By Sarah Greenberg, Benevolence Farm Intern
The United States Department of Justice Office of Sex Offender Sentencing, Monitoring, Apprehending, Registering, and Tracking (SMART) utilizes the Sex Offender Registry to compile a list of people convicted of sex offenses in every state, territory, and tribal area. This compiled list includes their address, physical appearance, and conviction history. In 1996, Megan’s Law was passed with a goal to publicize the Sex Offender Registry, in order to notify community members of registered people convicted of sex offenses and place information about them on the internet. This law was initiated after Megan Kanka was raped and murdered at seven years old by her neighbor in New Jersey. The law had hopes of lowering recidivism rates. However, there is little evidence supporting Megans’s Law as an effective route to achieving that goal. The crimes that can lead to individuals being placed on the Sex Offender Registry range from rape to public urination, but the people put on the registry are subject to the same restrictions, no matter the conviction. Shawna, a woman from Oklahoma, was put on the registry for life at age 19 as a “child molester” after she consensually had sex with a minor. The minor’s mother filed against her without his permission. The laws we have in place currently have not granted justice to Shawna, but rather given her a lifetime full of hardships, like not being able to take her two kids to the park after school and struggling to hold a steady job. Signing unfair and lifelong forms of punishment into law for a generalized group will not aid appropriate pursuits of justice in our country.
There are immense collateral consequences that come with being registered, such as difficulty with employment, relationships, housing, and feeling stigmatized and vulnerable. All of these hinder individuals ability to reintegrate and move forward. These consequences are more commonly understood for men as they make up about 92% of the sample size in most research. Women convicted of sexual offenses are often not widely discussed or researched, so proper resources for treatment and reentry are limited. Reinventing a system that focuses on transformative justice, or repairing the harm caused by the criminal legal system, would have a profound impact on transforming an individual’s trajectory after being convicted.
As a country and as individuals, we must consciously move towards unlearning systemic patterns that helped create dehumanizing societal constructs. We must learn to lead with compassion and understanding rather than spite and lack of consideration. We must learn to provide restorative justice for individuals who are convicted of crimes rather than subjecting them to inhumane collateral consequences. There are far too many dehumanizing aspects of the criminal legal system in our country. I will vulnerably state I was not fully aware of the level of injustice involved with the Sex Offender Registry. In our society, we often are too quick to believe all of our current policies, laws, and systems are effective and needed. We criminalize behaviors and put people in boxes that limit their ability to grow and move forward. If we choose not to think critically about what we are told keeps us safe, like the Sex Offender Registry, we put vulnerable members of humanity in harm’s way. Inevitably, this type of compliance puts all of humanity in harm’s way.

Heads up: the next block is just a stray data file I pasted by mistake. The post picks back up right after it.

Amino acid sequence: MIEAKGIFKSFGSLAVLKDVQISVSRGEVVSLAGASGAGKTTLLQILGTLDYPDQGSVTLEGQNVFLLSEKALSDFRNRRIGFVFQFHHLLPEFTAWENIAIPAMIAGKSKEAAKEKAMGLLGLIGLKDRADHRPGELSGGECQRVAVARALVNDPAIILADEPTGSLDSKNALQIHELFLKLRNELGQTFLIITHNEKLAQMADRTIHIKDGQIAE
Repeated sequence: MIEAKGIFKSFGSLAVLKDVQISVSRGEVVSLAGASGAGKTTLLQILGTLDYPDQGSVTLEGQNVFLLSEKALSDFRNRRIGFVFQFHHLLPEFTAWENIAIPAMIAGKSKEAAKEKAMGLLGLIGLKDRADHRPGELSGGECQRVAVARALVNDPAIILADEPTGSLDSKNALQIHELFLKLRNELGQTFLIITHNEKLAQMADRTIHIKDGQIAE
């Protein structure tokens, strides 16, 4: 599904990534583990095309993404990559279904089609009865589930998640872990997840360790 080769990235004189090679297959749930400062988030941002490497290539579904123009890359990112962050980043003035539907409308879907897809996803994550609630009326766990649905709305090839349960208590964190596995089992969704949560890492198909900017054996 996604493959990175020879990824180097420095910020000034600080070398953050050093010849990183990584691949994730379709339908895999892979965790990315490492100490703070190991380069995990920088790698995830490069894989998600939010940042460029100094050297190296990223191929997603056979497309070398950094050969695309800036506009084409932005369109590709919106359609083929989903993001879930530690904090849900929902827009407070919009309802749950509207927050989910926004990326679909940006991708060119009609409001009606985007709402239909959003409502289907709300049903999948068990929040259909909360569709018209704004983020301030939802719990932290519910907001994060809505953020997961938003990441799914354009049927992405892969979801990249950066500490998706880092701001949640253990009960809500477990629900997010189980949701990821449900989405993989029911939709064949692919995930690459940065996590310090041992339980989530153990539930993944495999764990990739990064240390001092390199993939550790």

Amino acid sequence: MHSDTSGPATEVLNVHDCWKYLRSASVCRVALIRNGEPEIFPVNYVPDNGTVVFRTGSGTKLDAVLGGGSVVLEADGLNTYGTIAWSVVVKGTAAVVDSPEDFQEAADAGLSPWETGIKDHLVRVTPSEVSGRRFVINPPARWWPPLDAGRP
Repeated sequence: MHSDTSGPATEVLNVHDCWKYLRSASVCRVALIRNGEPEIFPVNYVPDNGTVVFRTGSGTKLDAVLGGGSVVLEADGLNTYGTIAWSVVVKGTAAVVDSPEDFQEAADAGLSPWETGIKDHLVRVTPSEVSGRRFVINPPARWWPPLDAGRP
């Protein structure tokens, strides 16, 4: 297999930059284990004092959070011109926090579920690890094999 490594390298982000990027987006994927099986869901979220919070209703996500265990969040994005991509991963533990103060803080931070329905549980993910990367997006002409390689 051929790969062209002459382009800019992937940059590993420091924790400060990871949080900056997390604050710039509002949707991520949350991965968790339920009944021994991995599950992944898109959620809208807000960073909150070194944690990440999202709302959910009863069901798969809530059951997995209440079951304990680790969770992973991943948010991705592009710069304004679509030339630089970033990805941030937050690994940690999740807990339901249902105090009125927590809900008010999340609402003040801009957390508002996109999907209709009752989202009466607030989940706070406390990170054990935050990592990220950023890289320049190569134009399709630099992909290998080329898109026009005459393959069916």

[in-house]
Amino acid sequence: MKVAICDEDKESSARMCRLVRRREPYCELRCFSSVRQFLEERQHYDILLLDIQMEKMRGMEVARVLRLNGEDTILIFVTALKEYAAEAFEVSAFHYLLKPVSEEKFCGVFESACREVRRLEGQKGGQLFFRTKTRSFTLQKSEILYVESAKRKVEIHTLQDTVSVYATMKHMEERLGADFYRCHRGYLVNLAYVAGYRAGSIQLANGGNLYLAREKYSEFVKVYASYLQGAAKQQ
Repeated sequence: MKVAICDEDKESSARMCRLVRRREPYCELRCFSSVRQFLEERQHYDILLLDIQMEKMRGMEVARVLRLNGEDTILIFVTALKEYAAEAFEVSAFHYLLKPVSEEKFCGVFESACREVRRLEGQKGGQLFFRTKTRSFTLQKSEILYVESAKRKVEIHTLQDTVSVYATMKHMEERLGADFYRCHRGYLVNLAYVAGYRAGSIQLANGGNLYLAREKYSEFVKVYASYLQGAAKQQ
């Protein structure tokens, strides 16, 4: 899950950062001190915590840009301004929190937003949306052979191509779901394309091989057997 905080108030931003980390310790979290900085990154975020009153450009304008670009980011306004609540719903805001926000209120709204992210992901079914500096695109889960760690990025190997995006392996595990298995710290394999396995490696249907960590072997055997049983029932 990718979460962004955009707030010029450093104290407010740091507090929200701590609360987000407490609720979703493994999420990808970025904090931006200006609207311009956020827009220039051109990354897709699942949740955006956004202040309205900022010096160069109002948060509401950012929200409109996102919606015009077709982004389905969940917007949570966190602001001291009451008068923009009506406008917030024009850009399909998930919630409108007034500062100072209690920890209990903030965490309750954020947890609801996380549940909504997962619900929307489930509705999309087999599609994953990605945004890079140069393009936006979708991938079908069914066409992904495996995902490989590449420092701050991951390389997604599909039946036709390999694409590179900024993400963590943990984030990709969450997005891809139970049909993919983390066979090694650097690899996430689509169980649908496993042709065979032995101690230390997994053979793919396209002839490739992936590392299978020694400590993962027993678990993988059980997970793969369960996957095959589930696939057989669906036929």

So, we must learn to question, learn to rethink, learn to reinvent. Candidly, I have found this a challenging path to uncover and navigate because sexual offenses can be extremely serious. In the midst of the #MeToo Movement, we are called to listen to survivors and hold people who have committed sex crimes accountable. How we hold people accountable, and the types of action that facilitate true healing for survivors, is still unclear. Let us not get lost or paralyzed in the complex and emotionally charged nature of these discussions, but rather be motivated to think creatively and holistically about our path moving forward.
- Dara Lind, “Why the sex offender registry isn’t the right way to punish rapists” https://www.vox.com/2016/7/5/11883784/sex-offender-registry
- Hallie Lieberman, “Sex Offender Laws Are Broken. These Women Are Working To Fix Them” https://reason.com/2020/01/18/sex-offender-laws-are-broken-these-women-are-working-to-fix-them/
- Women Against Registry website (Referenced in articles): https://ww1.womenagainstregistry.org
- Richard Tewksbury, “Experiences and Attitudes of Registered Female Sex Offenders” https://www.uscourts.gov/sites/default/files/68_3_5_0.pdf
Accounts to Follow to Learn More:
Women Against Registry
Facebook: Women Against Registry
Prison Policy Initiative
Facebook: Prison Policy Initiative
Facebook: Anti-Recidivism Coalition